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Connie Guggenbiller – Uplifting the Community Through Food

Photo by Devin Ford

Connie Guggenbiller has a true servant’s heart. As a nurse and self-proclaimed lifelong mama, caregiving has always been her passion. Growing up, Guggenbiller helped families in need through her church. Seeing the sadness and shame in the eyes of her neighbors stuck with her. She has since spent her time helping the disadvantaged through the Food Pantry at Central Presbyterian Church in Mobile. 

Over the years the Food Pantry experienced small growth; however, once the pandemic hit it grew exponentially – they now serve 800 to 900 families weekly. “I wanted to run it because I want people to know that they did not need to be ashamed to ask for food,” says Guggenbiller. “Everybody has been in a hard spot at one time or another in their life, and every person has probably been shamed by being in that hard spot. I wanted them to know that there was no shame in them coming to us and asking; and at the end of the day, I wanted people to be able to say that we’re kind.”

Adapting to a pandemic

To adapt to the pandemic Guggenbiller and her team had to reassess the way they ran the pantry and create a new system to accommodate the number of families that they help every week. Formerly a shopping experience, the pantry had to change methods to operate safely and handle the increased volume. “We had to go to a drive-through method and ask people to wear their masks to pick up food,” says Guggenbiller. “We have evolved because we weren’t able to get close to people to allow them to sign in like usual – we transitioned to using a program that was made specifically so that people can register, schedule appointments, and sign in so that we have the statistics that we need to report. We also partnered with the Alabama School of Math and Science to use their parking lot for pick-up.”

“We have long thought that food pantries were emergency food only, but that cannot be true. There are too many people living below the poverty level that will never make it to a better level. They are working people but their dollars just do not go far enough” she says. “The public is misinformed in that we think the people that are coming to food pantries or utilizing other resources don’t want to work or that they are lazy, and none of that is true. It’s very important for us to get the word out that people are trying to make due, and we can help them do that by supplementing their food.”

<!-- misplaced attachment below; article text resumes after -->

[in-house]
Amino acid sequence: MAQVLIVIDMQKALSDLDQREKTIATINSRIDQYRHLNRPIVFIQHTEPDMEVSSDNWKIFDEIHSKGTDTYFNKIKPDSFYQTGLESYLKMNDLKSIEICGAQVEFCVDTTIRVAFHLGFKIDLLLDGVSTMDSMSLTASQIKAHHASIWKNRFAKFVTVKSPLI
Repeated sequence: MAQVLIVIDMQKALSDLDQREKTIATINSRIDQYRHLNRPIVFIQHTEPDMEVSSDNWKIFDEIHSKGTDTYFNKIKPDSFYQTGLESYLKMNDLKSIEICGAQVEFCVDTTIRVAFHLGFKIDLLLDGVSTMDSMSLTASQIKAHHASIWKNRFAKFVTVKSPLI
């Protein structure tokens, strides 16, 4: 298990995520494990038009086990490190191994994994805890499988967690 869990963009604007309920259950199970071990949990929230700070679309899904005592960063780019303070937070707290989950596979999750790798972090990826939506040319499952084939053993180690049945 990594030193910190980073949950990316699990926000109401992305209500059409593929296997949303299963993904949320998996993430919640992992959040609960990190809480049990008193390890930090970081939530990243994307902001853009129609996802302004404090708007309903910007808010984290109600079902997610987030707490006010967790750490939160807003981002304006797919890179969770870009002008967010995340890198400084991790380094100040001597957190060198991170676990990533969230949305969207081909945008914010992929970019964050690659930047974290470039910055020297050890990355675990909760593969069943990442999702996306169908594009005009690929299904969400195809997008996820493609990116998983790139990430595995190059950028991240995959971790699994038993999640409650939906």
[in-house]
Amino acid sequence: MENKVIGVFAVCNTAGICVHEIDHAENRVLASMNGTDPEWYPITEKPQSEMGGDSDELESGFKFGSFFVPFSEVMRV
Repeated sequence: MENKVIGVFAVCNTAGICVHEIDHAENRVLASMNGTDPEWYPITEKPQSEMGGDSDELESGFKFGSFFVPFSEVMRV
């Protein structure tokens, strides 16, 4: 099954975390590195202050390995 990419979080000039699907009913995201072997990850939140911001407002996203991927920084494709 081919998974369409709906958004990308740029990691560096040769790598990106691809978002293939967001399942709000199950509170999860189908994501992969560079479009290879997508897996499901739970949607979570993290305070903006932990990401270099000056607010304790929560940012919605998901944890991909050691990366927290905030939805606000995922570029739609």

Photo by Devin Ford

Lending a helping hand to our neighbors

“Mobile has large areas of food insecure people and food deserts. There are areas of town where there are not any good grocery stores nearby,” Guggenbiller says. “They don’t have access to fresh foods, fruits, or vegetables and corner stores have very limited selections. So to be able to find the areas where there are people in need of food has been eye-opening.”

Guggenbiller lives her mission to do whatever she can when she hears of somebody in need. “Every day there is something that I have to do for the food pantry. I take phone calls for people that are in need, and many times we wind up not only providing food for them but also listening,” she says. “So say that a grandmother is raising children – she might need blankets for a bed or a heater for her house. If somebody else says ‘I’ve got stuff to donate’ we try to figure out how to connect people to resources. It’s not just food, it’s caring about what people need and listening to them. Weekly, we take calls, put orders in for food, research to find the best resources, put in statistics for our reports, and look for ways to get more donations. Mondays are always packing days and the pantry runs on Tuesdays.”

Photo by Devin Ford

How you can help 

Guggenbiller has contributed much of the success of the pantry to the dedicated volunteers that help her week in and week out. “I get hope from seeing a lot of people have the same love that I have in their hearts,” she says. “We have a lot of volunteers that come from all walks of life. And they don’t come just because they want to kill some time; they see a need.”

Guggenbiller welcomes anyone who wants to volunteer or donate, and there are many ways to do so. “It’s most helpful to have monetary donations because we can stretch those dollars further through Feeding the Gulf Coast, but we welcome food drives too,” she says. “And you can always call to volunteer. We always need help on Monday and Tuesday mornings. If you can’t lift things, we could use people to help clean and do other things. There are a lot of volunteer options.” 

You can call Mrs. Connie directly to set up a food drive, donate or volunteer – 251-605-8987



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